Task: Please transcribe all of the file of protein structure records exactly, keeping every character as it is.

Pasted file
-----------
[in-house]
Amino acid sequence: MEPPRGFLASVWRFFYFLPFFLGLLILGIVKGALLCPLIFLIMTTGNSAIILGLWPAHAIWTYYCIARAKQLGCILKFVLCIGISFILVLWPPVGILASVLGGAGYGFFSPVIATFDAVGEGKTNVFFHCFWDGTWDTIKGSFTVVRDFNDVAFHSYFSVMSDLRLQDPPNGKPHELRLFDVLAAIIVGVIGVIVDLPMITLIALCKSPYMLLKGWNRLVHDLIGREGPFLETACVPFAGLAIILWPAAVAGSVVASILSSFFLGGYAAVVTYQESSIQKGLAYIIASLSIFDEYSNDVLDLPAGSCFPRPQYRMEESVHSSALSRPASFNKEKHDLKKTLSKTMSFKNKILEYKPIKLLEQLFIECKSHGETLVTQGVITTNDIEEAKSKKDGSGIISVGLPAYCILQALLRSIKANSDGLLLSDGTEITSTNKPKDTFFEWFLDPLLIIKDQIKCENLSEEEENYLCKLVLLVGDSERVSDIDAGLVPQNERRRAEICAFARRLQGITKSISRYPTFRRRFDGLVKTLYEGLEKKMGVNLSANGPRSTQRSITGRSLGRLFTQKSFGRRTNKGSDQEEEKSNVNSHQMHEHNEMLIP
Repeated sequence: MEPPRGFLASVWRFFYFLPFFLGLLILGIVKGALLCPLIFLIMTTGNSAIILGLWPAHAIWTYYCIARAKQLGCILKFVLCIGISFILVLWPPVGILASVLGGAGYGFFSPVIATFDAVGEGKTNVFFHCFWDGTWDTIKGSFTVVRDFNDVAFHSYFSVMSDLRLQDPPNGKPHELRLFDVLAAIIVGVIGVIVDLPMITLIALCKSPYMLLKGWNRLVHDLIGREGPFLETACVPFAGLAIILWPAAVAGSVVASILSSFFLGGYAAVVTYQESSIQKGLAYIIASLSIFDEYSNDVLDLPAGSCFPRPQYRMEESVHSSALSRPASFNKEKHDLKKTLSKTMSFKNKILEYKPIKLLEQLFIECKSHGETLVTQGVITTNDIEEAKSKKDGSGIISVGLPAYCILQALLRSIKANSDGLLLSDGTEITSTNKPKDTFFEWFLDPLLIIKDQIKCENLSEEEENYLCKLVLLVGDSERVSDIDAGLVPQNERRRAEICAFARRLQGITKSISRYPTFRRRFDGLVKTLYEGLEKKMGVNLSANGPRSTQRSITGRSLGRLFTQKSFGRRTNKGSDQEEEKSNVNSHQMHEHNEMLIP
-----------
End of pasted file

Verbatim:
[in-house]
Amino acid sequence: MEPPRGFLASVWRFFYFLPFFLGLLILGIVKGALLCPLIFLIMTTGNSAIILGLWPAHAIWTYYCIARAKQLGCILKFVLCIGISFILVLWPPVGILASVLGGAGYGFFSPVIATFDAVGEGKTNVFFHCFWDGTWDTIKGSFTVVRDFNDVAFHSYFSVMSDLRLQDPPNGKPHELRLFDVLAAIIVGVIGVIVDLPMITLIALCKSPYMLLKGWNRLVHDLIGREGPFLETACVPFAGLAIILWPAAVAGSVVASILSSFFLGGYAAVVTYQESSIQKGLAYIIASLSIFDEYSNDVLDLPAGSCFPRPQYRMEESVHSSALSRPASFNKEKHDLKKTLSKTMSFKNKILEYKPIKLLEQLFIECKSHGETLVTQGVITTNDIEEAKSKKDGSGIISVGLPAYCILQALLRSIKANSDGLLLSDGTEITSTNKPKDTFFEWFLDPLLIIKDQIKCENLSEEEENYLCKLVLLVGDSERVSDIDAGLVPQNERRRAEICAFARRLQGITKSISRYPTFRRRFDGLVKTLYEGLEKKMGVNLSANGPRSTQRSITGRSLGRLFTQKSFGRRTNKGSDQEEEKSNVNSHQMHEHNEMLIP
Repeated sequence: MEPPRGFLASVWRFFYFLPFFLGLLILGIVKGALLCPLIFLIMTTGNSAIILGLWPAHAIWTYYCIARAKQLGCILKFVLCIGISFILVLWPPVGILASVLGGAGYGFFSPVIATFDAVGEGKTNVFFHCFWDGTWDTIKGSFTVVRDFNDVAFHSYFSVMSDLRLQDPPNGKPHELRLFDVLAAIIVGVIGVIVDLPMITLIALCKSPYMLLKGWNRLVHDLIGREGPFLETACVPFAGLAIILWPAAVAGSVVASILSSFFLGGYAAVVTYQESSIQKGLAYIIASLSIFDEYSNDVLDLPAGSCFPRPQYRMEESVHSSALSRPASFNKEKHDLKKTLSKTMSFKNKILEYKPIKLLEQLFIECKSHGETLVTQGVITTNDIEEAKSKKDGSGIISVGLPAYCILQALLRSIKANSDGLLLSDGTEITSTNKPKDTFFEWFLDPLLIIKDQIKCENLSEEEENYLCKLVLLVGDSERVSDIDAGLVPQNERRRAEICAFARRLQGITKSISRYPTFRRRFDGLVKTLYEGLEKKMGVNLSANGPRSTQRSITGRSLGRLFTQKSFGRRTNKGSDQEEEKSNVNSHQMHEHNEMLIP